Bottom line: Huawei could overtake Apple as the world’s second largest smartphone seller in the next 1-2 years, while it could also pose a challenge in global cloud services over the next 5 years.
We’ll begin the new week with a couple of items from Huawei that show how the company that began as a telecoms network builder looks set to unseat fading PC giant Lenovo (HKEx: 992) as China’s global leader in consumer tech. The first of those has one research house releasing data that show Huawei’s smartphones surpassed Apple (Nasdaq: AAPL) for two consecutive months in June and July to become the world’s second largest brand. The second has a Huawei executive discussing his plans for the company’s cloud computing services, saying he wants to become a global top 5 player.
The first headline shows that Huawei is not a company to be taken lightly, which means that people should pay close attention to the second headline. In my years of covering Huawei, the company has proven to be quite focused and determined, and pours large amounts of money into product development to make sure it can meet its goals. It focused its early efforts on building traditional telecoms networks, but more recently has moved to enterprise networks and consumer devices like smartphones and notebook computer.
Let’s begin with the smartphone headline, which is the more eye-catching of the pair and quotes research house Counterpoint with the Apple-passing data. The data show that Huawei first jumped past Apple in June, a weak month for the US giant, and then managed to maintain its lead by a slight margin as Apple bounced back somewhat in July. (English article) The Counterpoint researcher points out that Huawei could well maintain its lead in August, giving it three consecutive months leading Apple.
The unspoken theme is that Huawei could theoretically take the spot as the world’s second largest smartphone brand in the third quarter that runs from July to September, since most people follow this data on a quarterly basis. But the Counterpoint researcher is quick to point out that Apple will release its next iPhone in September, meaning its likely to see a huge spike in sales that month. That should help it retake the number-two spot back from Huawei, and probably also retain the number-two spot for the third quarter.
But big-picture observers will note that for Huawei to even pose this kind of challenge to Apple is no small feat, even if it comes up short this time around. The fact of the matter is that Huawei puts out fairly good products, with many more models and price ranges than Apple’s one or two new iPhones each year. I personally bought a mid-range Huawei a few months back and have been quite satisfied with its performance so far. With that kind of momentum and customer satisfaction, it could be only a matter of a year or two before Huawei makes another serious challenge for the number-two global smartphone spot.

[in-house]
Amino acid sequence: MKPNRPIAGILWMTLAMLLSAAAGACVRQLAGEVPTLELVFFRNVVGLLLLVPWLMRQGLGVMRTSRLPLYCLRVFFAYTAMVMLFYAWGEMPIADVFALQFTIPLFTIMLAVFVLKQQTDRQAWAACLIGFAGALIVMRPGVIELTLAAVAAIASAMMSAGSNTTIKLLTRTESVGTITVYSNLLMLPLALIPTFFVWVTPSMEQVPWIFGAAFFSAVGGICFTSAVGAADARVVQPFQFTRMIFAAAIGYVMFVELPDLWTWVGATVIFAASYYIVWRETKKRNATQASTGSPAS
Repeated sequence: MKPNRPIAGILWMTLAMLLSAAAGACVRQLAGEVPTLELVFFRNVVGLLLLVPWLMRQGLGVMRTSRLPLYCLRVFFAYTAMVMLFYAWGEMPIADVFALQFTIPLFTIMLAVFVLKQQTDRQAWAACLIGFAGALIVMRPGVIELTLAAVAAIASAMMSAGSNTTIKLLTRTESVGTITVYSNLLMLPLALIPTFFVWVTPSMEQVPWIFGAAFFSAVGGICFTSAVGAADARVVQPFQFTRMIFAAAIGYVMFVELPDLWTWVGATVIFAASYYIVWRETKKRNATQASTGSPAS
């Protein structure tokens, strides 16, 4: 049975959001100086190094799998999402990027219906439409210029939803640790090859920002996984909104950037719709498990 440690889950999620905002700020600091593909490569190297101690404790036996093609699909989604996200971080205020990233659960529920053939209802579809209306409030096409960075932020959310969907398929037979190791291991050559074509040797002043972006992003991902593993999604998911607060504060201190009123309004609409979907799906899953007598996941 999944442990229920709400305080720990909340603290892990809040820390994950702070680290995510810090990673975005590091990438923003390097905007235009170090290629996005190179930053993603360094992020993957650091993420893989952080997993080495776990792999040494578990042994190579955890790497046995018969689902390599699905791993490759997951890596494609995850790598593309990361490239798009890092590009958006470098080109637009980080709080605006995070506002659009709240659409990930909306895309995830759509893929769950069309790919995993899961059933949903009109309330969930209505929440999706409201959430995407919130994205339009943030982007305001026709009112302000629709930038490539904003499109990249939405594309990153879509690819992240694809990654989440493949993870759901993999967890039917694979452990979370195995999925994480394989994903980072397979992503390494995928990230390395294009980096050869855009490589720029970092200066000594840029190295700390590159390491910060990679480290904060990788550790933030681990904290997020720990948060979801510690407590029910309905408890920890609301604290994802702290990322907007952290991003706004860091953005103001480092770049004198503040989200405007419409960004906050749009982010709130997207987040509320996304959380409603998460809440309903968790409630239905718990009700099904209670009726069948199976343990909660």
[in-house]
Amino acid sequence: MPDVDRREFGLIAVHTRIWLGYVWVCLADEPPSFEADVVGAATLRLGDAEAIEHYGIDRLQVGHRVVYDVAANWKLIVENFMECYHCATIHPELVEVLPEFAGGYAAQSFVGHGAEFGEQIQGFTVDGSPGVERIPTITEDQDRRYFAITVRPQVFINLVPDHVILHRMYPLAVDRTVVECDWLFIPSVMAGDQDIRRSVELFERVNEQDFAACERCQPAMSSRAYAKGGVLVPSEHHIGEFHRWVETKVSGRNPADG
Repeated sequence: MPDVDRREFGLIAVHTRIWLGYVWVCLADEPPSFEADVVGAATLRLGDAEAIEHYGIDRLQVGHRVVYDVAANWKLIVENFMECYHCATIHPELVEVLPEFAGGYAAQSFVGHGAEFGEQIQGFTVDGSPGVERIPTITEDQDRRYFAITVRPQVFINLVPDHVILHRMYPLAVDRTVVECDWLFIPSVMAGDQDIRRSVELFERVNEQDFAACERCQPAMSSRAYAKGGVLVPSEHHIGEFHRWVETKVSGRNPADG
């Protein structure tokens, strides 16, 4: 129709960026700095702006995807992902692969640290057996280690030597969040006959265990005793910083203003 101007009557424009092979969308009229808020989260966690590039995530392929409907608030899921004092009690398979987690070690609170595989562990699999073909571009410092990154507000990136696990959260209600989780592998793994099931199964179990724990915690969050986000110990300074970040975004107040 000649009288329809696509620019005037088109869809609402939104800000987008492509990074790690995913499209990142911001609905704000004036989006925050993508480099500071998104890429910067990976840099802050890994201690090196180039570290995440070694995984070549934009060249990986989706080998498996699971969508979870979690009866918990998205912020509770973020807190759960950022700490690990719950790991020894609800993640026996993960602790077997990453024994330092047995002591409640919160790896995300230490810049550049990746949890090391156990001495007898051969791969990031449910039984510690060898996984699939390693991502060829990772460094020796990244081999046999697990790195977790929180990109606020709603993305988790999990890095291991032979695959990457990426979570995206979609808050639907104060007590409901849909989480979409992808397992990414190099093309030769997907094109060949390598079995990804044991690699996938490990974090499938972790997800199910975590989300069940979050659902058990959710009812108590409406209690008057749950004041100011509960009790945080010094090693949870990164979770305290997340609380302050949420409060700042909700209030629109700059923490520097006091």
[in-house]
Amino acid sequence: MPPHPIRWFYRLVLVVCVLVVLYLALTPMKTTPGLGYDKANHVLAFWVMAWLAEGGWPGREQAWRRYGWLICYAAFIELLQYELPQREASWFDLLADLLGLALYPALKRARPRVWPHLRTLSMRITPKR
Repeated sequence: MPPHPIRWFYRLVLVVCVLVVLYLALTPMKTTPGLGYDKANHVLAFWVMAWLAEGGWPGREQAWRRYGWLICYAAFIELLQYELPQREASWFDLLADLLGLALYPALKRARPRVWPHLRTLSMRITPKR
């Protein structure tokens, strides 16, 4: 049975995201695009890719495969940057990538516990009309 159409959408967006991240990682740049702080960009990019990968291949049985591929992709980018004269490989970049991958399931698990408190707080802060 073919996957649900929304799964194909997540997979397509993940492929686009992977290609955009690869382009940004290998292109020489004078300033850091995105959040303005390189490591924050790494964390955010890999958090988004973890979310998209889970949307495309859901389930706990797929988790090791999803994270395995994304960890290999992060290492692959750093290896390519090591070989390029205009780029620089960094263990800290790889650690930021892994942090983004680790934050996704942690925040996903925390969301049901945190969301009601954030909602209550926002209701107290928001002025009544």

Head in the Cloud
Next there’s the cloud headline, which is relatively straightforward but mostly jut talk at the moment. The story I read quotes a Huawei executive at a recent event saying the company is aiming to become a top 5 player in the cloud services space. (Chinese article) The talk is quite vague, as the company is currently not a major player in cloud, where global leaders Amazon (Nasdaq: AMZN) and Microsoft (Nasdaq: MSFT) dominate, and local player Alibaba (NYSE: BABA) is aggressively building up a global network.
What’s more, Huawei is somewhat stigmatized as a company with potential links to Beijing due to its founder’s position as a former army engineer, even though the company frequently denies such ties. To deflect such concerns, Huawei is taking an approach of teaming with local players in the cloud markets it’s eying, including Europe, Latin America and its home China market. That looks aimed at reducing security concerns, and also at helping it play catch-up to its more advanced rivals in terms of infrastructure.
Partners mentioned in the report include Germany’s Deutsche Telekom (Frankfurt: DTE), France Telecom and Spain’s Telefonica (Madrid: TLF). That does look like a relatively smart business strategy due to the trust and infrastructure issues, and also Huawei’s relatively late arrival to the game.
It’s somewhat interesting but not surprising to note that Huawei is staying away from the US and Australia, which are two markets that have given it trouble in the past. That’s probably a smart move, as it should have plenty of work to keep it busy in those 3 major markets, where its name is already relatively well known due to its more established networking equipment and consumer products businesses.